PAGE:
Now facing potential cumulative penalties of more than 20 years in prison and $180,000 in fines, the Duffners’ case is pending before the 8th U.S. Circuit Court of Appeals, where they are arguing that the mandate to cover half of their lawn in allergens violates their state and federal constitutional rights.
Whatever comes of those claims, the city’s enforcement action may violate Duffner’s rights under the Americans with Disabilities Act.
In Title II of the Americans with Disabilities Act, Congress barred state and local government entities from discriminating against individuals with certain disabilities through any services and activities, including the enforcement of an ordinance.
According to the Asthma and Allergy Foundation of America, the law “protects people with asthma and allergies even if reactions or attacks happen only when triggered. The Americans With Disabilities Act can help to create an environment where patients can avoid their triggers.” Fortunately for the Duffners, that extends to the place where people most want and expect to escape their “triggers”—in their own home.
In Dadian v. Village of Wilmette (2001), the 7th U.S. Circuit Court of Appeals recognized that local government officials “must reasonably accommodate a qualified individual with a disability by making changes in rules, policies, practices, or services, when necessary,” to avoid mistreating a homeowner with a disability.
That case involved a couple in their 70s who, having lived in the same home for nearly 40 years, wanted to build a new garage and much shorter driveway because Dadian’s osteoporosis and asthma prevented her from walking farther without risk of injury.
When they learned a local ordinance barred their plans and local officials refused a requested waiver, the Dadians challenged the ordinance in federal court.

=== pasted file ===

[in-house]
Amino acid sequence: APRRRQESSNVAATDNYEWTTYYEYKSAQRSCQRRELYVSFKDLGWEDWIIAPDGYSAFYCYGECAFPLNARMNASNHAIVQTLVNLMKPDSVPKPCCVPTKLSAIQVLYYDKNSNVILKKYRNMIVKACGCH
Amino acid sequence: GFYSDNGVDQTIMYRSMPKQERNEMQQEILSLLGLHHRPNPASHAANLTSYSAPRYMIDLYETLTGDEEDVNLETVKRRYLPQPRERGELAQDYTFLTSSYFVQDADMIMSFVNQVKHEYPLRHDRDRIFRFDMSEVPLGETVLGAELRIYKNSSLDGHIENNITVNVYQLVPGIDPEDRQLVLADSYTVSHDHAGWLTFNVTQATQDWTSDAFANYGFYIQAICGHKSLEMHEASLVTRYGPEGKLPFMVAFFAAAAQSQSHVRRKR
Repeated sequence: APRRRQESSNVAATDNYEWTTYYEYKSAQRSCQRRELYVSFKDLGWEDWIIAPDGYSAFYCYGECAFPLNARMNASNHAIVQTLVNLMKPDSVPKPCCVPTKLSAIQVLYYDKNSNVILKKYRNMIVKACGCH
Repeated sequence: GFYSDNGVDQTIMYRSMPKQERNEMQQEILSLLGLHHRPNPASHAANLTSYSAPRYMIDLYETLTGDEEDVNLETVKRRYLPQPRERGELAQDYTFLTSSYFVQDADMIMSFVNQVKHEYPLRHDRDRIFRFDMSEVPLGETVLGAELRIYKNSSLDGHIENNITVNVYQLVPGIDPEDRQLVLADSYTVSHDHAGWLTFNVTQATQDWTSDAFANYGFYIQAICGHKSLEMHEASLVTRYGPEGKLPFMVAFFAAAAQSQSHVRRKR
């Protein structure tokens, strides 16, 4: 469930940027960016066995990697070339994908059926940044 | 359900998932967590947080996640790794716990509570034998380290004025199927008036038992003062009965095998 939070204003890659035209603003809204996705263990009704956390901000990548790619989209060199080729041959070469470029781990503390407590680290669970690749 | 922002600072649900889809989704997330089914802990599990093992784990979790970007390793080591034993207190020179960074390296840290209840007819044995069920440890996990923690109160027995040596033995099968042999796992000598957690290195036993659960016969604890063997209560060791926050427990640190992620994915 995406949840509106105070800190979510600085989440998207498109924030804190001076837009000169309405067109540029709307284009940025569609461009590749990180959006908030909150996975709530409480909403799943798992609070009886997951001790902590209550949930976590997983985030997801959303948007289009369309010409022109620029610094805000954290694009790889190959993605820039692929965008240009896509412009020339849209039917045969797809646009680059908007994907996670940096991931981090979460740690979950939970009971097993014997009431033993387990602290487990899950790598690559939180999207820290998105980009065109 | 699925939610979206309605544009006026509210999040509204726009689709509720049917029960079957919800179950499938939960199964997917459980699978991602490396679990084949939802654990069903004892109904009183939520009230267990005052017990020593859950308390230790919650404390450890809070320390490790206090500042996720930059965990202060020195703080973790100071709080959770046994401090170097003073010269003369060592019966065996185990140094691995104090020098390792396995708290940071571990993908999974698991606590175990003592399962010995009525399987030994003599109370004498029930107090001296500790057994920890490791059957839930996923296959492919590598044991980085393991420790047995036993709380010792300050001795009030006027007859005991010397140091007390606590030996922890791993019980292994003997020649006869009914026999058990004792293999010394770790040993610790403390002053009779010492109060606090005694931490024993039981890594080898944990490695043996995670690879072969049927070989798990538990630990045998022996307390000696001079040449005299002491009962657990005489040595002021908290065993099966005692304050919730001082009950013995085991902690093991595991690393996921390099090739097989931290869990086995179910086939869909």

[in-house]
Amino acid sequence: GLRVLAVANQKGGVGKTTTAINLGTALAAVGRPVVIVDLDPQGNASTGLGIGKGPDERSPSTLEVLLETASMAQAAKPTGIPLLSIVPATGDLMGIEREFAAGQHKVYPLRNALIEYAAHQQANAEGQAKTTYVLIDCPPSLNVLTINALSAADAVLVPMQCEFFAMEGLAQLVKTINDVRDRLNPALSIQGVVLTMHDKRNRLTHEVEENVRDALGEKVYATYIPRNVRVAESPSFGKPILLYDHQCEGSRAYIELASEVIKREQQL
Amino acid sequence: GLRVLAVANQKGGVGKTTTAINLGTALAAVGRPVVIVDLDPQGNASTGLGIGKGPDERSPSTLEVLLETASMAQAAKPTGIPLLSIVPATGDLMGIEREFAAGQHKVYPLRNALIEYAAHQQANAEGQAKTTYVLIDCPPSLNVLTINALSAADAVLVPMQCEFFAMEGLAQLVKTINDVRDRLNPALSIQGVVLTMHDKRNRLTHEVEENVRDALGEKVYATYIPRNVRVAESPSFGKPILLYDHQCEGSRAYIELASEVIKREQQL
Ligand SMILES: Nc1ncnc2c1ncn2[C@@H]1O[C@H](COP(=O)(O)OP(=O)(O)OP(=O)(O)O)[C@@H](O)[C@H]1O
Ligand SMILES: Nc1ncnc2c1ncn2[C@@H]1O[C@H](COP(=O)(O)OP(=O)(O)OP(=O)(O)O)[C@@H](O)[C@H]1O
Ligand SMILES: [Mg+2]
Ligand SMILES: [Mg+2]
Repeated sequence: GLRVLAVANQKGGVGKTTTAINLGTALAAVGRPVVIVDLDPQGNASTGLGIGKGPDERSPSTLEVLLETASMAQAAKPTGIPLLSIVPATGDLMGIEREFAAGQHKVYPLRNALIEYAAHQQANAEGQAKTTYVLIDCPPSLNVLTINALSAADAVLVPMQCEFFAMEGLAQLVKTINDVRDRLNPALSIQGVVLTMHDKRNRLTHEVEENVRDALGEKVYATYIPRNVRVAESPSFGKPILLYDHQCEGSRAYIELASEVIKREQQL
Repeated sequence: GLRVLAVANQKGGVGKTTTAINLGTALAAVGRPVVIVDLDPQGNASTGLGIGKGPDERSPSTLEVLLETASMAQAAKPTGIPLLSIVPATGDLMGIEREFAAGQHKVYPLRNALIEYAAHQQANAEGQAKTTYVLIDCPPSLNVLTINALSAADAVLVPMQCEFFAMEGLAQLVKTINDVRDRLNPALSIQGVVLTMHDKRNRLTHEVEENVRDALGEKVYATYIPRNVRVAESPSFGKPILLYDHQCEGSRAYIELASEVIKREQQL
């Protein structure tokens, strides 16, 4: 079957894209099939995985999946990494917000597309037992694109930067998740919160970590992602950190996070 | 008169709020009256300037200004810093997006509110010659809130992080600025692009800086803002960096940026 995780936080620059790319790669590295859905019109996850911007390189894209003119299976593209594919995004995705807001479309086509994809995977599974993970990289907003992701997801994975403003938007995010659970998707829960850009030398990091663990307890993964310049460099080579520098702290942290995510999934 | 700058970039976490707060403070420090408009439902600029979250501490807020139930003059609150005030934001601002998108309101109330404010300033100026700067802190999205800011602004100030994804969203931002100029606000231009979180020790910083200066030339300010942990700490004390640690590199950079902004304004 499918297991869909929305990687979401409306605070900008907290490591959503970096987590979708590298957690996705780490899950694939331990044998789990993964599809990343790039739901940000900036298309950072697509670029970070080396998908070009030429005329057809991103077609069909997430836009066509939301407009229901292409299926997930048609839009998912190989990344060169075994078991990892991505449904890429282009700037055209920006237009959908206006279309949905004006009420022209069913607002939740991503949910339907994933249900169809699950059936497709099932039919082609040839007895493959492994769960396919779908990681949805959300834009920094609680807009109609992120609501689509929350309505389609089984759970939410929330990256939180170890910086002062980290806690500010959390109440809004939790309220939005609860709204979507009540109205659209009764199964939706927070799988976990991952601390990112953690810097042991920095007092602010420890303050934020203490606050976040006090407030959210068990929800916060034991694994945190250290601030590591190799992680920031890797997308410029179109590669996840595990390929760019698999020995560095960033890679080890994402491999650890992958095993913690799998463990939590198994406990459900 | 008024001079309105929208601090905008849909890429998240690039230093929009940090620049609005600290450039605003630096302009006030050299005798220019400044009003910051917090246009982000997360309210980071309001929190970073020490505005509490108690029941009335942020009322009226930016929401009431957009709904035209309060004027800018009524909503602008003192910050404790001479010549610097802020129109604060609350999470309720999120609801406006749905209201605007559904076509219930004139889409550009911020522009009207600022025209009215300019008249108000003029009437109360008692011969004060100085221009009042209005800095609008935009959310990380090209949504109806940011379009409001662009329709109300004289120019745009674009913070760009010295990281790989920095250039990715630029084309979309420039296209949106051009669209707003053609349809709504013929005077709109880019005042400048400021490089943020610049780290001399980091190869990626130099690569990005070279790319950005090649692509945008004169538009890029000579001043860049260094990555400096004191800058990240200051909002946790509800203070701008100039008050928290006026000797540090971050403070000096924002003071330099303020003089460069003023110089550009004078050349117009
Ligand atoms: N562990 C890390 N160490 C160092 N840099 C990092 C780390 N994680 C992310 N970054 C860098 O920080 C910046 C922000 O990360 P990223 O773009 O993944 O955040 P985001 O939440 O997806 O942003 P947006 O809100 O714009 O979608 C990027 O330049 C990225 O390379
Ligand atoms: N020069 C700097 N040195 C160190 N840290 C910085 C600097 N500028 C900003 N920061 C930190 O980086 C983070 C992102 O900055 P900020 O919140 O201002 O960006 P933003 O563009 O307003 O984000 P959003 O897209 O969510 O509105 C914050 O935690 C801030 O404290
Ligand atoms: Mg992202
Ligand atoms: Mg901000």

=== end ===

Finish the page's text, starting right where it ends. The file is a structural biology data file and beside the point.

Judge Ann Claire Williams wrote for a three-judge panel of the 7th Circuit that an accommodation such as the requested waiver is necessary if it “will affirmatively enhance a disabled plaintiff’s quality of life by ameliorating the effects of [her] disability” without seriously undermining the purpose of the rule.
The 8th Circuit has cited the Dadians’ case before (in EEOC v. Wal-Mart Stores, Inc., (2007), stating that if local officials claim they cannot reasonably accommodate a disabled individual without jeopardizing public safety, then they need to prove as much at trial.
According to St. Peters officials, the grass mandate was enacted to prevent the spread of “noxious and invasive weeds and vegetation,” “vermin and other pests”—not exactly public enemy No.1, but a plausible public health concern.
A federal district court noted the city failed to support those interests at trial.
Instead, the mandate was seemingly “enacted for aesthetic reasons” after some locals groused over a home with manicured mixed landscaping throughout the yard but no turf grass.
That sounds a lot like the Duffners’ yard, which the city has admitted is scrupulously maintained and far from an eyesore.
No noxious weeds and vermin there.
Still, when the Duffners requested a waiver from the mandate, the city refused, ordering them to cover at least 5 percent of their yard in turf grass.
Why the city refused an outright exemption is anyone’s guess, but it was a misstep, if the Dadians’ case is any guide.
The thorny mandate keeps residents with allergies from enjoying their yards and violates their rights under the Americans with Disabilities Act.
If Duffner’s grass allergy is protected—and the Asthma and Allergy Foundation of America says it is—and substantially impairs her major life activities around her own home, as she says it would, then St. Peters should make a more reasonable accommodation.
Ending this apparently discriminatory enforcement would bring a happy ending to a long lawsuit for all parties involved.
Local officials could still hunt vermin and weeds with Duffner as an ally, and she would have the relief she is due under federal law.